Turtle Girlsby: Charles Nelson and Jennifer Ponder

Journal ArticleDigital resources are stored online in your NSTA Library.

The day the Turtle Girls received Montel’s adoption papers, piercing screams ricocheted across the school grounds instantaneously and simultaneously—in that moment, each student felt the joy of civic stewardship. Read on find out how a visit to The Turtle Hospital inspired a group of elementary students to create a club devoted to supporting sea turtles.

Grades
  • Elementary
Publication Date
2/1/2010

Community ActivitySaved in 45 Libraries

Reviews (4)
  • on Thu Jun 16, 2011 12:46 PM

This is a great article that explores how a single field trip can lead students to civic involvement activities. For this group it was a visit to a turtle hospital. What makes this article so good is that it provides a framework for a teacher to start the process of civic involvement for their students by providing websites and a design to start the process. The ethics of civic involvement for the greater good is something that is not always stressed in a curriculum and combining this with helping animals can be a lifetime learning experience for students.

Adah  (San Antonio, TX)
Adah (San Antonio, TX)

  • on Tue May 31, 2011 10:52 AM

This is an outstanding article that details a group of 6th grade girls who piloted an effort to support an injured sea turtle. I really appreciated how their teacher created and fostered an educational environment that incorporated community involvement with public education. This is an inspiring article!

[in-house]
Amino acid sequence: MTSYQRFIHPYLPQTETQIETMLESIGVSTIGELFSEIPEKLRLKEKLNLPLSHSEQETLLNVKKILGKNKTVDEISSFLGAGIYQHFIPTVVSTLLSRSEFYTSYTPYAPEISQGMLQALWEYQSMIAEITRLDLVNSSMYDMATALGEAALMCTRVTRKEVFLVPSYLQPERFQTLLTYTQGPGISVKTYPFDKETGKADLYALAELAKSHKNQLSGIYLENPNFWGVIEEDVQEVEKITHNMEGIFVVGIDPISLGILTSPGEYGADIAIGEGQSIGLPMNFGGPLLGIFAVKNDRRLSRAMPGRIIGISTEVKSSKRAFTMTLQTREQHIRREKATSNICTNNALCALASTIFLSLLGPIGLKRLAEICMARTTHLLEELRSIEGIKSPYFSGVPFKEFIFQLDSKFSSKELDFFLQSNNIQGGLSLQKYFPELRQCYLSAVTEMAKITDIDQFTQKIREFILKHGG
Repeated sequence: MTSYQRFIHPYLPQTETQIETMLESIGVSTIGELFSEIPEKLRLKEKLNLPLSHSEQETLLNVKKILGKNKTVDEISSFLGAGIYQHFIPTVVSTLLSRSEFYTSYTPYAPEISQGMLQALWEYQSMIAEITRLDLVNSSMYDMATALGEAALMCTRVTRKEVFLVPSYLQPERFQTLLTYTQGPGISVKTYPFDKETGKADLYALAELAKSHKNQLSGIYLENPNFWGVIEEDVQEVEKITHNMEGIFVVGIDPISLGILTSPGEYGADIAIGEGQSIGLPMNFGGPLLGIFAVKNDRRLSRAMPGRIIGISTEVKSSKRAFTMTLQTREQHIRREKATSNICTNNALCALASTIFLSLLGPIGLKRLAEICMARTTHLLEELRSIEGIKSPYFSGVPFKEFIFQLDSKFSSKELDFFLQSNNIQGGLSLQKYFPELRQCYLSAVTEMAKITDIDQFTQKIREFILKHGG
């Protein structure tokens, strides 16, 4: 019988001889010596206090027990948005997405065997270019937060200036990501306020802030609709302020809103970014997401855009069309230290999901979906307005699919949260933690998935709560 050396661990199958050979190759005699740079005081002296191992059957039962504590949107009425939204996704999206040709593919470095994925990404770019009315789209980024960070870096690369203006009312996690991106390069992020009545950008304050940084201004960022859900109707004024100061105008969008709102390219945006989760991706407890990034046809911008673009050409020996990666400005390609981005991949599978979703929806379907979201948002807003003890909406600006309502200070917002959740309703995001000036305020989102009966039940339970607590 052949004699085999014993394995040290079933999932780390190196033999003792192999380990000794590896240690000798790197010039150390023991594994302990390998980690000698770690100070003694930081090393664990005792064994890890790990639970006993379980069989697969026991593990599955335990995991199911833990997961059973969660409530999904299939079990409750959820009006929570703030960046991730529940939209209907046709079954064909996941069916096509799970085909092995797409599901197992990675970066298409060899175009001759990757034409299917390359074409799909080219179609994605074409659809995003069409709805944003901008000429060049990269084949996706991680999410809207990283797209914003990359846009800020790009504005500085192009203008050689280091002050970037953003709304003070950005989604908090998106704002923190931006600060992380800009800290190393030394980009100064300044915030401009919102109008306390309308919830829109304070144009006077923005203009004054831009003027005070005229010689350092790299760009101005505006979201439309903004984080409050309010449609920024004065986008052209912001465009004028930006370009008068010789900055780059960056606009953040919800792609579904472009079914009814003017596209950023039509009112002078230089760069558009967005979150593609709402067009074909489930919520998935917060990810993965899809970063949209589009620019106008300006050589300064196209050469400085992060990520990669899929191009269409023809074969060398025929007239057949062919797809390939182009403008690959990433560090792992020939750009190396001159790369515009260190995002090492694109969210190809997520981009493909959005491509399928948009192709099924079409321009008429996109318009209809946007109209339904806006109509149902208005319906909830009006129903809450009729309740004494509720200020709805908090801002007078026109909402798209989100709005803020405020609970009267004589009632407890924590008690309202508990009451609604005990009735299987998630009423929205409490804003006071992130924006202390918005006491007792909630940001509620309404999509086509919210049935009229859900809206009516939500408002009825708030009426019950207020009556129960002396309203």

Maureen Stover  (Seaside, CA)
Maureen Stover (Seaside, CA)

  • on Thu May 19, 2011 9:45 AM

Sixth grade teacher Charles Nelson discusses the week long field trip taken with a group of students to the Florida Keys. There they visit the Turtle Hospital in Marathon Key and learn of many turtles plight from the ravages of interaction with boats and humans. Touched by this experience , several of his students develop a project to adopt a turtle. This article can be a springboard for educators to look at the blight of wildlife in their own area and ways their students can reach out and help through service learning.

Arlene Jurewicz Leighton
Arlene Jurewicz Leighton

  • on Thu May 02, 2013 4:50 PM

I think this article was a good informative article. It provided a great example of how to teach students about endangered animals and how to possible go about creating a group or a club that can try to "save" these animals. Make learning fun!

Raeann
Raeann


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